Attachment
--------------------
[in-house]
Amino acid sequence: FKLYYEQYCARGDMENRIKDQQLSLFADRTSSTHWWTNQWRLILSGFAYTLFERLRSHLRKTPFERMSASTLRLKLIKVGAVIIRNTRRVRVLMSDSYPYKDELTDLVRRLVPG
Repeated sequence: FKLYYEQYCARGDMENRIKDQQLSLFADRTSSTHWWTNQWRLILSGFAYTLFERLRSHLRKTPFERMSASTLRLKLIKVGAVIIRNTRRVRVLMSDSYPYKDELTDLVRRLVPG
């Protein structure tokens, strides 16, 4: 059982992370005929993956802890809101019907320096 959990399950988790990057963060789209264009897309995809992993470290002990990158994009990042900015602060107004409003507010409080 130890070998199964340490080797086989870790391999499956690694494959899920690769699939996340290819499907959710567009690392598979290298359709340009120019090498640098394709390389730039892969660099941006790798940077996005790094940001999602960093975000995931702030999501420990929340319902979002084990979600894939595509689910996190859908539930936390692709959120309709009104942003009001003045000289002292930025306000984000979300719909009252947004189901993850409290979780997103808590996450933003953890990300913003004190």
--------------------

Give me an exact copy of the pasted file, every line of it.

[in-house]
Amino acid sequence: FKLYYEQYCARGDMENRIKDQQLSLFADRTSSTHWWTNQWRLILSGFAYTLFERLRSHLRKTPFERMSASTLRLKLIKVGAVIIRNTRRVRVLMSDSYPYKDELTDLVRRLVPG
Repeated sequence: FKLYYEQYCARGDMENRIKDQQLSLFADRTSSTHWWTNQWRLILSGFAYTLFERLRSHLRKTPFERMSASTLRLKLIKVGAVIIRNTRRVRVLMSDSYPYKDELTDLVRRLVPG
């Protein structure tokens, strides 16, 4: 059982992370005929993956802890809101019907320096 959990399950988790990057963060789209264009897309995809992993470290002990990158994009990042900015602060107004409003507010409080 130890070998199964340490080797086989870790391999499956690694494959899920690769699939996340290819499907959710567009690392598979290298359709340009120019090498640098394709390389730039892969660099941006790798940077996005790094940001999602960093975000995931702030999501420990929340319902979002084990979600894939595509689910996190859908539930936390692709959120309709009104942003009001003045000289002292930025306000984000979300719909009252947004189901993850409290979780997103808590996450933003953890990300913003004190």